“These are everyday Americans who have nothing to do with terrorism — they wind up on the no-fly list,” Rubio said. “There’s no due process, or any way to get removed from it in a timely fashion, and now they’re having their Second Amendment rights being impeded upon.”
Former Gov. Jeb Bush (R-Fla.) also raised the problems of watch list inaccuracies, as both he and Rubio noted the late Sen. Ted Kennedy (D-Mass.) had said he once was on the no-fly list.
Obama calls San Bernardino attack an 'act of terror,' cautions on ascribing blame
“It’s not an accurate list to be able to use for restricting gun rights from law abiding citizens,” Bush said. “If you’re tracking someone who you believe may be a terrorist, of course they shouldn’t get guns. The FBI has that capability right now.”
President Barack Obama and congressional Democrats have pressed the gun-control issue in the wake of the lethal shootings in San Bernardino, California. In his weekly address Saturday, Obama said it was “insane” that those on the no-fly list can purchase guns.
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149  Politics, Religion, Science, Culture and Humanities / Politics & Religion / John Kasich: ‘God Bless’ Illegal Immigrants on: March 06, 2016, 09:07:54 AM

John Kasich: ‘God Bless’ Illegal Immigrants

Ohio Governor John Kasich speaks during the Republican presidential primary debate on August 6, 2015 at the Quicken Loans Arena in Cleveland, Ohio. AFP PHOTO / MANDEL NGAN (Photo credit should readMandel Ngan/AFP/Getty Images
by JULIA HAHN7 Oct 2015Washington D.C.12,259
Illegal immigrants are “a critical part of our society” and should be provided a route to amnesty, Republican presidential candidate John Kasich tells a coalition of Hispanic company executives.

“For those that are here that have been law abiding, God bless them,” he told the business group, which is a major advocate for expanded immigration.

“Then I think the [illegals] should have a path to legalization… I think that can pass,” Kasich said, using one of the euphemisms for granting legal residency to illegal immigrants.

The Ohio governor also claimed the illegal immigrants are skilled. The illegals “are a critical part of our society from doctors to engineers to lawyers– well, I don’t know if we need more of them [lawyers]– but we’ve got a lot of teachers, whatever,” he said.

Kasich also told the group that one of his top priorities is “expand[ing] the guest workers.”

Currently, the nation annually imports roughly 700,000 short-term guest-workers — plus 1 million legal immigrants, a few hundred thousand additional short-term workers and roughly 350,000 lower-skilled illegal workers — to compete for jobs against the roughly 4.5 million Americans who turn 18 each year.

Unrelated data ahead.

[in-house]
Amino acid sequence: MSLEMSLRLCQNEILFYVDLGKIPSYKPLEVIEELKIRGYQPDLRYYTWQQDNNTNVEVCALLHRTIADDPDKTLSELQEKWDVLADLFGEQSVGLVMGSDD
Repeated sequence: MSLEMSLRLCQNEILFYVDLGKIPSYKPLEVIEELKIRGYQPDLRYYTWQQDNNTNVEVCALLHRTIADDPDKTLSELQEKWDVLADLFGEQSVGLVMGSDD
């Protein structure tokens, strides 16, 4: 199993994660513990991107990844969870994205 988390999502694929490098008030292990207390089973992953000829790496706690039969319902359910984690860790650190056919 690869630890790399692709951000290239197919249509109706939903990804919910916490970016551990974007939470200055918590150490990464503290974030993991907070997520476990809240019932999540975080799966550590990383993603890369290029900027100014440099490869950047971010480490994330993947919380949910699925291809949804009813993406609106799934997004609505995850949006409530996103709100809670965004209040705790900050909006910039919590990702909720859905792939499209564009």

Kasich’s pro-illegal stance is very unpopular among Republicans and voters, but it is consistent with the views of Democratic progressives and donor-class Republicans who think America should experience a level of foreign migration never before experienced in its history.

After the foreign-born share population reached its last peak during the early part of the 20th century, immigration was reduced for nearly five straight decades to successfully assimilate past arrivals and grow wages. Those immigration curbs were reversed, however, in 1965 because of a Sen. Ted Kennedy-supported immigration law which lifted those immigration caps and opened immigration to predominantly poor and developing countries.

As Breitbart News has previously reported, between 1965 and 2015 immigration added one new resident to the population for every one net birth to the preexisting population– a ratio of one-to-one. But a recent study by Pew projects that between 2015 and 2065, immigration will add seven new people for every one net U.S. birth produced by today’s population– a ratio of seven-to-one.

Today, about nine out of every ten green cards are given to immigrants from Latin America, Asia, the Middle East and Africa.

The Republican primary is now split between Republicans who have adopted a pro-American immigration platform and candidates who have adopted a pro-foreign worker platform, with Rubio representing the candidate most aggressively in favor of expanding immigration beyond its current record highs.
150  Politics, Religion, Science, Culture and Humanities / Politics & Religion / Gov. Kasich-media groveler on: March 06, 2016, 09:01:18 AM

Thank you sir, may I have another?